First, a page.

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You are here : 3-RX.com > Medical Encyclopedia > Diseases and Conditions > Pre-Diabetes


Alternate Names : Impaired Glucose Tolerance, Impaired Fasting Glucose, IGT, IFG

Overview, Causes, & Risk Factors | Symptoms & Signs | Diagnosis & Tests | Prevention & Expectations | Treatment & Monitoring

This is a condition where blood glucose levels are higher than normal but not yet high enough to be diagnosed as diabetes. This condition is a warning that a person is at high risk for developing type 2 diabetes. In fact, some studies have shown that most people who have pre-diabetes will develop type 2 diabetes within 10 years. Pre-diabetes is a serious health threat.

What is going on in the body?

Glucose is the main form of sugar found in the body and is a key source of energy for the body. In most people, an organ called the pancreas makes insulin to help control blood glucose levels in the body. But some people become resistant to the effects of insulin. As a result, glucose builds up in the body. Recent research shows that these higher-than-normal levels of glucose in the blood can cause long-term damage to the body. The heart is the most likely area for damage.

What are the causes and risks of the condition?

No one knows for sure what causes diabetes or pre-diabetes. Experts do agree that there are certain risk factors, especially for type 2 diabetes and pre-diabetes. Obesity, lack of physical exercise, and age are three of the strongest risk factors. The following guidelines can be used to determine a person's risk for developing pre-diabetes:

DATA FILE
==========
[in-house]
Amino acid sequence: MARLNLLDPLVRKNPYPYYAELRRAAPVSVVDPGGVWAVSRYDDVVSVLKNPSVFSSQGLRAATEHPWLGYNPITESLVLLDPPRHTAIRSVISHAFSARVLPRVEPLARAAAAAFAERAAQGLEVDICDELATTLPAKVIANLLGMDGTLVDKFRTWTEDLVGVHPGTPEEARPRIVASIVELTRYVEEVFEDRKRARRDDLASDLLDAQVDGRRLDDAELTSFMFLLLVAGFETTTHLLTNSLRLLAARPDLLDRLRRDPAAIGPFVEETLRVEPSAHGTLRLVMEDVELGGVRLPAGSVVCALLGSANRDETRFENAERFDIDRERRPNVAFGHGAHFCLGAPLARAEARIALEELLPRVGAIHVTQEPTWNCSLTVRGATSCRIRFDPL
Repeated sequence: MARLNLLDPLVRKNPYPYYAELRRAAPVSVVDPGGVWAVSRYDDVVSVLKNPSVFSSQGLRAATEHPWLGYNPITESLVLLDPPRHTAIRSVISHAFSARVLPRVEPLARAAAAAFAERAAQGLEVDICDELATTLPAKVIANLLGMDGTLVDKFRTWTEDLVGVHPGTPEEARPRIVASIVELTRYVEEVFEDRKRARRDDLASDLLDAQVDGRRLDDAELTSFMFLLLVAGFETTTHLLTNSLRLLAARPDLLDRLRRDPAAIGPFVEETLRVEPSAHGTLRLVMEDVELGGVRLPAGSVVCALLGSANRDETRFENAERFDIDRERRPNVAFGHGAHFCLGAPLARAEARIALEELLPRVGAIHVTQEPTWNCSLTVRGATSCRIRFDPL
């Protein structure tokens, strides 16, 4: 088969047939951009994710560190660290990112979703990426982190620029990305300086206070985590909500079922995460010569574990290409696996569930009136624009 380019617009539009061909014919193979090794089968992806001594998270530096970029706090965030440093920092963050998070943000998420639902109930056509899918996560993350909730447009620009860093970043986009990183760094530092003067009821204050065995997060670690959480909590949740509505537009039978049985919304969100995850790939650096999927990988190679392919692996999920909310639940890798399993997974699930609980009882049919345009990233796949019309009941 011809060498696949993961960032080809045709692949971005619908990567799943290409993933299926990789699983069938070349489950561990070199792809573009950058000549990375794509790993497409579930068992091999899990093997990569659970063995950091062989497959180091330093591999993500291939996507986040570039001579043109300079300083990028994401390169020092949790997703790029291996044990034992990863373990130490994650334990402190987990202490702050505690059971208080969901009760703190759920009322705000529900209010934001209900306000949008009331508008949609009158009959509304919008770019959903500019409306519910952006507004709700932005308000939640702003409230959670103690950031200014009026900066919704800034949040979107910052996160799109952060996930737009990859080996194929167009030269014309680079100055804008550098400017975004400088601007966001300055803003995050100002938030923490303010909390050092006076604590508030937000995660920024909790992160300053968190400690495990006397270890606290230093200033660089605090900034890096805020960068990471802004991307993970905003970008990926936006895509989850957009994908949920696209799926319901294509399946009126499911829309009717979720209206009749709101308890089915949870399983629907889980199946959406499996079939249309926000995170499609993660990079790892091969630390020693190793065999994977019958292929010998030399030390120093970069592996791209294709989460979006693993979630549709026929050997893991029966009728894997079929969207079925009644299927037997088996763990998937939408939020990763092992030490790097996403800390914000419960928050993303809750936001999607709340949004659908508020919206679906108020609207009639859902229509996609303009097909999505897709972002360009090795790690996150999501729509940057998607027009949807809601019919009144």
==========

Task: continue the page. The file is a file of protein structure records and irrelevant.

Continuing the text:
Anyone who is overweight and age 45 or older should be tested for pre-diabetes during the next visit to the doctor.

Those age 45 and older whose weight falls within healthy levels should ask their doctors about testing for pre-diabetes.

People who are overweight but younger than age 45 may need testing for pre-diabetes if other diabetes risk factors are present. Other risk factors include:

  • family history of diabetes
  • high blood pressure
  • history of gestational diabetes or giving birth to a baby weighing 9 pounds or more
  • low HDL cholesterol level with high triglycerides
  • member of a high-risk ethnic group
  • People whose blood glucose levels are in the healthy range should be retested every 3 years. Those who test positive for pre-diabetes should then be tested for type 2 diabetes every 1 to 2 years.


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    Pre-Diabetes: Symptoms & Signs

    Author: Kathleen A. MacNaughton, RN, BSN
    Reviewer: Melinda Murray Ratini, DO
    Date Reviewed: 06/21/02

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